Letters to the Editor – May 13, 2010
Act to abate fees
I am writing to protest the rate increases as proposed in the recent notice.
Home owners and renters alike should make sure to send a letter or show up in person at the public hearing at the Arcata City Hall on Wednesday, June 2 at 6 p.m. if they want to protest the proposed rate changes in sewer, water and solid waste/recycling collection services. E-MAILS DO NOT COUNT! The informative notice I received stated “If there is a majority protest filed from affected properties, the proposed rate changes will not be imposed.” It would be good to know the total number affected. Tenants should anticipate increased rents in the future as fees increase annually. Presumably, increased fees are not a law, per se, but an option the City can enact (unless a majority protests).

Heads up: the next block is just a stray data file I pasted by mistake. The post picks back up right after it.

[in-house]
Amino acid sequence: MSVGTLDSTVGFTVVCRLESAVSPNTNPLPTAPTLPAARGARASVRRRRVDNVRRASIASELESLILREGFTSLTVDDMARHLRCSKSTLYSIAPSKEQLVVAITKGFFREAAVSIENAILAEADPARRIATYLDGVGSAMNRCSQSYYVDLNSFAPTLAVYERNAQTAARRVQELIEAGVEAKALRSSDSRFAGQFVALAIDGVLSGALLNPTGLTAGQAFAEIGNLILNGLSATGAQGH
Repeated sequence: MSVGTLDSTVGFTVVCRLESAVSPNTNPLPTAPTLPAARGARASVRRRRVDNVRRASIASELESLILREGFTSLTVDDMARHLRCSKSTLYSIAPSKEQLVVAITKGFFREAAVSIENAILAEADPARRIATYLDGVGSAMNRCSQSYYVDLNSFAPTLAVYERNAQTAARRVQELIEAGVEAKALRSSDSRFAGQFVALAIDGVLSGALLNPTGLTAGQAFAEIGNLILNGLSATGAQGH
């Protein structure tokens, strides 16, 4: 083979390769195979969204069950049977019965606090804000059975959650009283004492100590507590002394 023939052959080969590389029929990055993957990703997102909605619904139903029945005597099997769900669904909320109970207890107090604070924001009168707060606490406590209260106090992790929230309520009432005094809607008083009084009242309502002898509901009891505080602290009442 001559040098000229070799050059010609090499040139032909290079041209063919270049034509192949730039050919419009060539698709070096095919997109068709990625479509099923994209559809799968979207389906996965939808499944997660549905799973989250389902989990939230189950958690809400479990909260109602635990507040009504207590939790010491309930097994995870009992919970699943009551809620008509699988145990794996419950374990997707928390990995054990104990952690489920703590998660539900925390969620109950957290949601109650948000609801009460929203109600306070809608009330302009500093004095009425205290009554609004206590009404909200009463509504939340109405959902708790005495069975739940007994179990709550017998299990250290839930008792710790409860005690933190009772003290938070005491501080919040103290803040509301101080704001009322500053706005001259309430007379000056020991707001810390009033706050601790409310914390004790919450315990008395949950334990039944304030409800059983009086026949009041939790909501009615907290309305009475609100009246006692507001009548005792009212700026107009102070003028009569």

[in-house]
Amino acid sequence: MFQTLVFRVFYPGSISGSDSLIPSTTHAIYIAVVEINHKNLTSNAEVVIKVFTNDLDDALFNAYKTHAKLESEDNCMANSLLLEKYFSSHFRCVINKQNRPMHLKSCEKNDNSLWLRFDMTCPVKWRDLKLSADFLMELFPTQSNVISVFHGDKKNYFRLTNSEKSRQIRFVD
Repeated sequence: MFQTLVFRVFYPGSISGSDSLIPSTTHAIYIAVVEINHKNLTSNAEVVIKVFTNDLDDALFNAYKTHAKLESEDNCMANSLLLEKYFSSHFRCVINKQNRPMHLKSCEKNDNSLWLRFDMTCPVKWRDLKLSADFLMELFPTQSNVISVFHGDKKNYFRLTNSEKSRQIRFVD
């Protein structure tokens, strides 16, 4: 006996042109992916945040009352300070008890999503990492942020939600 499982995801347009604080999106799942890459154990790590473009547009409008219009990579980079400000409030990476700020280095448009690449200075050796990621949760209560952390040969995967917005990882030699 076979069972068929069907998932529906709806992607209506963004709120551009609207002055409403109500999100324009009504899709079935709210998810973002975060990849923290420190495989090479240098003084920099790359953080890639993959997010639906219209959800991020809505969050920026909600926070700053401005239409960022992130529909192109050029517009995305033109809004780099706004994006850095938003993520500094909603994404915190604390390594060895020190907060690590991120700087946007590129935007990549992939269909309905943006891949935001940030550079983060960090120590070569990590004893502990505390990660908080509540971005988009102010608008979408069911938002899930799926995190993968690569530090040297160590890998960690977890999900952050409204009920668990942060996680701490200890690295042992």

I do have a suggestion that would make it more palatable for households like my own who consume less than the minimum calculated use for much of the year. It would help if my water use could be annualized, as does PG&E. Then, the eight months I use considerably less than average could even out the summer months when I use considerably more in my garden. Even with some discount, my bill escalates appreciably.
Could this be done? When recently paying my bill at the City Hall I was told that new software would be implemented by the coming fall and it might be feasible.
Sara M. Turner
A day for pride
Dear Friends and Neighbors,
On behalf of the Humboldt Pride Governing Board and Planning Committee, I’d like to answer and respond to the concerns some of you have expressed about the planned dates for this year’s Pride event. As some of you already know, Humboldt Pride’s 2010 Festival will span the weekend of September 10-12 with the traditional parade scheduled to take place on Saturday, September 11.